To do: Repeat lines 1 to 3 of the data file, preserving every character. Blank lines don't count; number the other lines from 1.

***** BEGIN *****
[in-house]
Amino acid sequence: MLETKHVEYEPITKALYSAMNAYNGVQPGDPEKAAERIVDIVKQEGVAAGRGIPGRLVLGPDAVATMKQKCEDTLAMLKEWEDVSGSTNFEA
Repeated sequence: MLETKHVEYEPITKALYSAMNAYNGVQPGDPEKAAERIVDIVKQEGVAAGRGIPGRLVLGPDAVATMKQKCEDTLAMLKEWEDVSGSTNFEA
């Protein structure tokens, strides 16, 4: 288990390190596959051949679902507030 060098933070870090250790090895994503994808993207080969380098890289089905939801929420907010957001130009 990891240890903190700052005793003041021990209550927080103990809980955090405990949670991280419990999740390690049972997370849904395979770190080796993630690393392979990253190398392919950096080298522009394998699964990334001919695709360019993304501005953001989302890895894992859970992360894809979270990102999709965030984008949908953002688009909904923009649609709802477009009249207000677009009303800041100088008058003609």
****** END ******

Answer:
[in-house]
Amino acid sequence: MLETKHVEYEPITKALYSAMNAYNGVQPGDPEKAAERIVDIVKQEGVAAGRGIPGRLVLGPDAVATMKQKCEDTLAMLKEWEDVSGSTNFEA
Repeated sequence: MLETKHVEYEPITKALYSAMNAYNGVQPGDPEKAAERIVDIVKQEGVAAGRGIPGRLVLGPDAVATMKQKCEDTLAMLKEWEDVSGSTNFEA